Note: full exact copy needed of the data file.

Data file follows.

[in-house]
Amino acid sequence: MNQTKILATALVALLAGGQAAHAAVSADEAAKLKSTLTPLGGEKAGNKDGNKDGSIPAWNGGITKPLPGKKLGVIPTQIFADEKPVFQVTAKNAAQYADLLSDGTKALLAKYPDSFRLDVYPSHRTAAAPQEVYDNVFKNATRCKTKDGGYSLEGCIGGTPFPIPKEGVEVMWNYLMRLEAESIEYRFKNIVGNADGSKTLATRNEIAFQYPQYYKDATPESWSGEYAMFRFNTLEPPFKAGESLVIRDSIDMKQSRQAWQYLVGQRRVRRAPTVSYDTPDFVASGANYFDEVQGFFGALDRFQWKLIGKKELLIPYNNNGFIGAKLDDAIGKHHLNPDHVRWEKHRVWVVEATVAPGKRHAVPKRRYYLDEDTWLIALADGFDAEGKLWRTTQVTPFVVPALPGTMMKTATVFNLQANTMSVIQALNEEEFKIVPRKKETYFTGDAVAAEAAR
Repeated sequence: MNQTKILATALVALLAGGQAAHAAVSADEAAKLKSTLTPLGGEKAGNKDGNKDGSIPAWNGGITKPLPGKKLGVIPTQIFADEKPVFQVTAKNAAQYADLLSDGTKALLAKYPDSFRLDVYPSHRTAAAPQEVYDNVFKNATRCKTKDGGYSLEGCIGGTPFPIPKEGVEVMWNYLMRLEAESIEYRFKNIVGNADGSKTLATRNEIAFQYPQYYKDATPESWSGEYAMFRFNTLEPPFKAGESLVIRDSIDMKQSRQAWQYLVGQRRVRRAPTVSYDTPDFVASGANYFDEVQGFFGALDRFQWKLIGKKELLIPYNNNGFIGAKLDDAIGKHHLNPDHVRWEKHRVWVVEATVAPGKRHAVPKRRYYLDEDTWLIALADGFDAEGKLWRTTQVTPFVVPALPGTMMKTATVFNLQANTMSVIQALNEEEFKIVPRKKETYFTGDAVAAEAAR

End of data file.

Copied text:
[in-house]
Amino acid sequence: MNQTKILATALVALLAGGQAAHAAVSADEAAKLKSTLTPLGGEKAGNKDGNKDGSIPAWNGGITKPLPGKKLGVIPTQIFADEKPVFQVTAKNAAQYADLLSDGTKALLAKYPDSFRLDVYPSHRTAAAPQEVYDNVFKNATRCKTKDGGYSLEGCIGGTPFPIPKEGVEVMWNYLMRLEAESIEYRFKNIVGNADGSKTLATRNEIAFQYPQYYKDATPESWSGEYAMFRFNTLEPPFKAGESLVIRDSIDMKQSRQAWQYLVGQRRVRRAPTVSYDTPDFVASGANYFDEVQGFFGALDRFQWKLIGKKELLIPYNNNGFIGAKLDDAIGKHHLNPDHVRWEKHRVWVVEATVAPGKRHAVPKRRYYLDEDTWLIALADGFDAEGKLWRTTQVTPFVVPALPGTMMKTATVFNLQANTMSVIQALNEEEFKIVPRKKETYFTGDAVAAEAAR
Repeated sequence: MNQTKILATALVALLAGGQAAHAAVSADEAAKLKSTLTPLGGEKAGNKDGNKDGSIPAWNGGITKPLPGKKLGVIPTQIFADEKPVFQVTAKNAAQYADLLSDGTKALLAKYPDSFRLDVYPSHRTAAAPQEVYDNVFKNATRCKTKDGGYSLEGCIGGTPFPIPKEGVEVMWNYLMRLEAESIEYRFKNIVGNADGSKTLATRNEIAFQYPQYYKDATPESWSGEYAMFRFNTLEPPFKAGESLVIRDSIDMKQSRQAWQYLVGQRRVRRAPTVSYDTPDFVASGANYFDEVQGFFGALDRFQWKLIGKKELLIPYNNNGFIGAKLDDAIGKHHLNPDHVRWEKHRVWVVEATVAPGKRHAVPKRRYYLDEDTWLIALADGFDAEGKLWRTTQVTPFVVPALPGTMMKTATVFNLQANTMSVIQALNEEEFKIVPRKKETYFTGDAVAAEAAR